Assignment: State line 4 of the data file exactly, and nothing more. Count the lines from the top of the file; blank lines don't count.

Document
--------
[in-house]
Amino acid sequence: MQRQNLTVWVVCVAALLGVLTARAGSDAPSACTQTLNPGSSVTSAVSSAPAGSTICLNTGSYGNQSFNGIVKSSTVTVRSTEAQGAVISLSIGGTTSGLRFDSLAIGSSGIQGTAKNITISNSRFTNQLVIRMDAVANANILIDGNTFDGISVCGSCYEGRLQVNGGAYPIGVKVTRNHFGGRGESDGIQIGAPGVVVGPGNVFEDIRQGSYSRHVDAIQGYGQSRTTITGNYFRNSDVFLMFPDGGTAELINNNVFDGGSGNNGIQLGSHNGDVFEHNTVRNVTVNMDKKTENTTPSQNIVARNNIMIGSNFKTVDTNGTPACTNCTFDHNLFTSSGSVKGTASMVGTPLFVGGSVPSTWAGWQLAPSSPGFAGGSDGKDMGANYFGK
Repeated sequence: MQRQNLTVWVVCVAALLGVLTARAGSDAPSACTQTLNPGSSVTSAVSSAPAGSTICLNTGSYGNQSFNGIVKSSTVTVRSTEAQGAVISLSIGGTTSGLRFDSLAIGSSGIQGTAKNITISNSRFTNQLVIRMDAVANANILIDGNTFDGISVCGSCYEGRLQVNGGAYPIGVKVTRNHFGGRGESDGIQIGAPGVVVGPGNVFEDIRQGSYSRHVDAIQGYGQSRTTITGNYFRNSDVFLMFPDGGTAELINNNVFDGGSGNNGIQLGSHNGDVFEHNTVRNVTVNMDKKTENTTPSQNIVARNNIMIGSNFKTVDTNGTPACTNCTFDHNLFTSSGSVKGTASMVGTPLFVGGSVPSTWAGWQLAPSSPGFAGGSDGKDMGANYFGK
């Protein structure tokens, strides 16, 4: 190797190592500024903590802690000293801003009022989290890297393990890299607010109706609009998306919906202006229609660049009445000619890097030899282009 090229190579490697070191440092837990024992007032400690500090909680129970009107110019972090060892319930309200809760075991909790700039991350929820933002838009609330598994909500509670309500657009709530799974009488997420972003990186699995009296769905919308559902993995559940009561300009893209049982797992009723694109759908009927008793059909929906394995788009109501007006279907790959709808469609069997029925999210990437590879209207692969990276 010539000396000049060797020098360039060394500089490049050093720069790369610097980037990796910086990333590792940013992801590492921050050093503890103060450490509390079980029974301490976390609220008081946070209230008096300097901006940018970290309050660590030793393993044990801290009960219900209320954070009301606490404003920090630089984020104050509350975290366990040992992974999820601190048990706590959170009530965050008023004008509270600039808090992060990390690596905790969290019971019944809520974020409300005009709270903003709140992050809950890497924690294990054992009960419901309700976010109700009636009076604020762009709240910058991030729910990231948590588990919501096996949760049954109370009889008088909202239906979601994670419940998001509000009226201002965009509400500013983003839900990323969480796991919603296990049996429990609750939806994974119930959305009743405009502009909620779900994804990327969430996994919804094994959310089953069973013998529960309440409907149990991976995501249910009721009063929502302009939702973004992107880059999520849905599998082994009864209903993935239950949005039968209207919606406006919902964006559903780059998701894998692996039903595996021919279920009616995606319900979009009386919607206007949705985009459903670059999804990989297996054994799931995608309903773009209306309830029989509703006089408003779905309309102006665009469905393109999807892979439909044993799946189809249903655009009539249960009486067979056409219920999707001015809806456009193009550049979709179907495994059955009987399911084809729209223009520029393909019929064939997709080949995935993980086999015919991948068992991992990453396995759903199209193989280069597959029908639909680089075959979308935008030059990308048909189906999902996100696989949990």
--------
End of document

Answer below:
């Protein structure tokens, strides 16, 4: 190797190592500024903590802690000293801003009022989290890297393990890299607010109706609009998306919906202006229609660049009445000619890097030899282009 090229190579490697070191440092837990024992007032400690500090909680129970009107110019972090060892319930309200809760075991909790700039991350929820933002838009609330598994909500509670309500657009709530799974009488997420972003990186699995009296769905919308559902993995559940009561300009893209049982797992009723694109759908009927008793059909929906394995788009109501007006279907790959709808469609069997029925999210990437590879209207692969990276 010539000396000049060797020098360039060394500089490049050093720069790369610097980037990796910086990333590792940013992801590492921050050093503890103060450490509390079980029974301490976390609220008081946070209230008096300097901006940018970290309050660590030793393993044990801290009960219900209320954070009301606490404003920090630089984020104050509350975290366990040992992974999820601190048990706590959170009530965050008023004008509270600039808090992060990390690596905790969290019971019944809520974020409300005009709270903003709140992050809950890497924690294990054992009960419901309700976010109700009636009076604020762009709240910058991030729910990231948590588990919501096996949760049954109370009889008088909202239906979601994670419940998001509000009226201002965009509400500013983003839900990323969480796991919603296990049996429990609750939806994974119930959305009743405009502009909620779900994804990327969430996994919804094994959310089953069973013998529960309440409907149990991976995501249910009721009063929502302009939702973004992107880059999520849905599998082994009864209903993935239950949005039968209207919606406006919902964006559903780059998701894998692996039903595996021919279920009616995606319900979009009386919607206007949705985009459903670059999804990989297996054994799931995608309903773009209306309830029989509703006089408003779905309309102006665009469905393109999807892979439909044993799946189809249903655009009539249960009486067979056409219920999707001015809806456009193009550049979709179907495994059955009987399911084809729209223009520029393909019929064939997709080949995935993980086999015919991948068992991992990453396995759903199209193989280069597959029908639909680089075959979308935008030059990308048909189906999902996100696989949990």